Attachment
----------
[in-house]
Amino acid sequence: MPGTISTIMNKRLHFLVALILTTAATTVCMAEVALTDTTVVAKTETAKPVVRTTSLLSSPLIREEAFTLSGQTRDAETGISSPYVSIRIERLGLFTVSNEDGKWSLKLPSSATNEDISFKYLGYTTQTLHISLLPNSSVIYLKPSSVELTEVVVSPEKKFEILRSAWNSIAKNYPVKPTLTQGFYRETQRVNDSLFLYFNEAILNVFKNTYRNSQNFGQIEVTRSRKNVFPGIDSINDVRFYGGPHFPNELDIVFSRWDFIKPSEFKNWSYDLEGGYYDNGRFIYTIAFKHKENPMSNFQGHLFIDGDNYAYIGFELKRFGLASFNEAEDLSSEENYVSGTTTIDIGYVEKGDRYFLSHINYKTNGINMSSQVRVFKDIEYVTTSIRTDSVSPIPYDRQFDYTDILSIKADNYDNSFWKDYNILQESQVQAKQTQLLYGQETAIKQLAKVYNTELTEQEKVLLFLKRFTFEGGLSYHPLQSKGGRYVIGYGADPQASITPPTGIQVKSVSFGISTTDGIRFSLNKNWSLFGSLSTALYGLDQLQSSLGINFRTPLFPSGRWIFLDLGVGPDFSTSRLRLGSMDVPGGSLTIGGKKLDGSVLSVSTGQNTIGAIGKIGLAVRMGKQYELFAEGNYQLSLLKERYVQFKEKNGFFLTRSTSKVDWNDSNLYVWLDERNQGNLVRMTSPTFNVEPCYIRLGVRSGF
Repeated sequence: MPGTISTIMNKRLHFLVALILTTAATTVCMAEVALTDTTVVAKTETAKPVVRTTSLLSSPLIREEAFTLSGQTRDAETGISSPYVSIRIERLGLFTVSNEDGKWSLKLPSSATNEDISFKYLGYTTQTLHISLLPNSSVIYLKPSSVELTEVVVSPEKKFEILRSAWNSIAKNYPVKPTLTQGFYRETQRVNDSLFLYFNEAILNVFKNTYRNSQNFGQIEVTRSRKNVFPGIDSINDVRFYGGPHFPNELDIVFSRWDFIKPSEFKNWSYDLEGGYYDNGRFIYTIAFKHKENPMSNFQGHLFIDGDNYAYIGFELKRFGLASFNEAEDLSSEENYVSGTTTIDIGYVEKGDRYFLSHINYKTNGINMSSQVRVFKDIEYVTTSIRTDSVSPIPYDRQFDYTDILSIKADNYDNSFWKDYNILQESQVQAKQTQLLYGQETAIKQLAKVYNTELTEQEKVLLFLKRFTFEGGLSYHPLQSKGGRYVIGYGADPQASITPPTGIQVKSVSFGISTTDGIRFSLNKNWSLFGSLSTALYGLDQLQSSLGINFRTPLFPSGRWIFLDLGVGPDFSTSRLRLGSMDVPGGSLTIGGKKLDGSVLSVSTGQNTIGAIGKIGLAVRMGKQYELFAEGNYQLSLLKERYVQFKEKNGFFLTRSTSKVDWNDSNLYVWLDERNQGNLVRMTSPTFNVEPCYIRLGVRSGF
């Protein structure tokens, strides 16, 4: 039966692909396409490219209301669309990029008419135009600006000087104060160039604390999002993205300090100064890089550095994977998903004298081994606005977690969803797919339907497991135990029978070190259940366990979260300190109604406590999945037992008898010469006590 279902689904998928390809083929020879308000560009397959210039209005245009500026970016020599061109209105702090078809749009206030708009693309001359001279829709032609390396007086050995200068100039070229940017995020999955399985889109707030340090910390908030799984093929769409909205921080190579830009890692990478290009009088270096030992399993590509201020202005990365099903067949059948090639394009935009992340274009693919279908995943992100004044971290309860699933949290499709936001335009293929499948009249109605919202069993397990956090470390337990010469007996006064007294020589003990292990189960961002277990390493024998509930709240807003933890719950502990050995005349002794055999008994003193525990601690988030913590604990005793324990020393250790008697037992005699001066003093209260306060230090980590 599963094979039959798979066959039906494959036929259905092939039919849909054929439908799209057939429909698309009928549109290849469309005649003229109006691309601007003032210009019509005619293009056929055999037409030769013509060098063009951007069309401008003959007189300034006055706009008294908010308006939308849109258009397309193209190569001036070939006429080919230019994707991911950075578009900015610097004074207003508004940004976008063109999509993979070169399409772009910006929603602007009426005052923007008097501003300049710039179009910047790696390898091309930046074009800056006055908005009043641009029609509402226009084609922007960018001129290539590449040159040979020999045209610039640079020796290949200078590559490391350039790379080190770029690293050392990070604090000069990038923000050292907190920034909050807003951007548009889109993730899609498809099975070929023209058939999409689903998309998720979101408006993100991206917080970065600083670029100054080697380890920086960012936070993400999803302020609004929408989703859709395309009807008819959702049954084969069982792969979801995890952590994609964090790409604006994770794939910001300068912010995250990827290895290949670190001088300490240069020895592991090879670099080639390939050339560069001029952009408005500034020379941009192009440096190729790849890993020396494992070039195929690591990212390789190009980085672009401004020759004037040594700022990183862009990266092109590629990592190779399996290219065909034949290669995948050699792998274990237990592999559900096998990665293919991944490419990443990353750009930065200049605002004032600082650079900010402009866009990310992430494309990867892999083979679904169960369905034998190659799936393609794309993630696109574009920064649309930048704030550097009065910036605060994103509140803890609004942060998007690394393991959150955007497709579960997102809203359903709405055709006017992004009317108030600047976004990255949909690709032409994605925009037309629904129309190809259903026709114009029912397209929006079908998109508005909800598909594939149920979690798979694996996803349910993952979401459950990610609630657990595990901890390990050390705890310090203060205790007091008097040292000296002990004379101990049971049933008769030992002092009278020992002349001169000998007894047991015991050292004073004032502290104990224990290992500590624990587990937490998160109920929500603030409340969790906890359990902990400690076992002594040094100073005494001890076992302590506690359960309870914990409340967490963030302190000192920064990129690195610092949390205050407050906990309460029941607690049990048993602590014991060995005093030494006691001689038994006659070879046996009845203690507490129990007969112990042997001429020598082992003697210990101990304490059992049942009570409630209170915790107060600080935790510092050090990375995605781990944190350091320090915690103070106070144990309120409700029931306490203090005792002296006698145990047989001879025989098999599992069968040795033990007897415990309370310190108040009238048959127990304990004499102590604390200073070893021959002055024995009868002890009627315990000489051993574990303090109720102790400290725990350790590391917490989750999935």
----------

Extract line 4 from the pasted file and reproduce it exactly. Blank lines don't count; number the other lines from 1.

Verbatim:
């Protein structure tokens, strides 16, 4: 039966692909396409490219209301669309990029008419135009600006000087104060160039604390999002993205300090100064890089550095994977998903004298081994606005977690969803797919339907497991135990029978070190259940366990979260300190109604406590999945037992008898010469006590 279902689904998928390809083929020879308000560009397959210039209005245009500026970016020599061109209105702090078809749009206030708009693309001359001279829709032609390396007086050995200068100039070229940017995020999955399985889109707030340090910390908030799984093929769409909205921080190579830009890692990478290009009088270096030992399993590509201020202005990365099903067949059948090639394009935009992340274009693919279908995943992100004044971290309860699933949290499709936001335009293929499948009249109605919202069993397990956090470390337990010469007996006064007294020589003990292990189960961002277990390493024998509930709240807003933890719950502990050995005349002794055999008994003193525990601690988030913590604990005793324990020393250790008697037992005699001066003093209260306060230090980590 599963094979039959798979066959039906494959036929259905092939039919849909054929439908799209057939429909698309009928549109290849469309005649003229109006691309601007003032210009019509005619293009056929055999037409030769013509060098063009951007069309401008003959007189300034006055706009008294908010308006939308849109258009397309193209190569001036070939006429080919230019994707991911950075578009900015610097004074207003508004940004976008063109999509993979070169399409772009910006929603602007009426005052923007008097501003300049710039179009910047790696390898091309930046074009800056006055908005009043641009029609509402226009084609922007960018001129290539590449040159040979020999045209610039640079020796290949200078590559490391350039790379080190770029690293050392990070604090000069990038923000050292907190920034909050807003951007548009889109993730899609498809099975070929023209058939999409689903998309998720979101408006993100991206917080970065600083670029100054080697380890920086960012936070993400999803302020609004929408989703859709395309009807008819959702049954084969069982792969979801995890952590994609964090790409604006994770794939910001300068912010995250990827290895290949670190001088300490240069020895592991090879670099080639390939050339560069001029952009408005500034020379941009192009440096190729790849890993020396494992070039195929690591990212390789190009980085672009401004020759004037040594700022990183862009990266092109590629990592190779399996290219065909034949290669995948050699792998274990237990592999559900096998990665293919991944490419990443990353750009930065200049605002004032600082650079900010402009866009990310992430494309990867892999083979679904169960369905034998190659799936393609794309993630696109574009920064649309930048704030550097009065910036605060994103509140803890609004942060998007690394393991959150955007497709579960997102809203359903709405055709006017992004009317108030600047976004990255949909690709032409994605925009037309629904129309190809259903026709114009029912397209929006079908998109508005909800598909594939149920979690798979694996996803349910993952979401459950990610609630657990595990901890390990050390705890310090203060205790007091008097040292000296002990004379101990049971049933008769030992002092009278020992002349001169000998007894047991015991050292004073004032502290104990224990290992500590624990587990937490998160109920929500603030409340969790906890359990902990400690076992002594040094100073005494001890076992302590506690359960309870914990409340967490963030302190000192920064990129690195610092949390205050407050906990309460029941607690049990048993602590014991060995005093030494006691001689038994006659070879046996009845203690507490129990007969112990042997001429020598082992003697210990101990304490059992049942009570409630209170915790107060600080935790510092050090990375995605781990944190350091320090915690103070106070144990309120409700029931306490203090005792002296006698145990047989001879025989098999599992069968040795033990007897415990309370310190108040009238048959127990304990004499102590604390200073070893021959002055024995009868002890009627315990000489051993574990303090109720102790400290725990350790590391917490989750999935």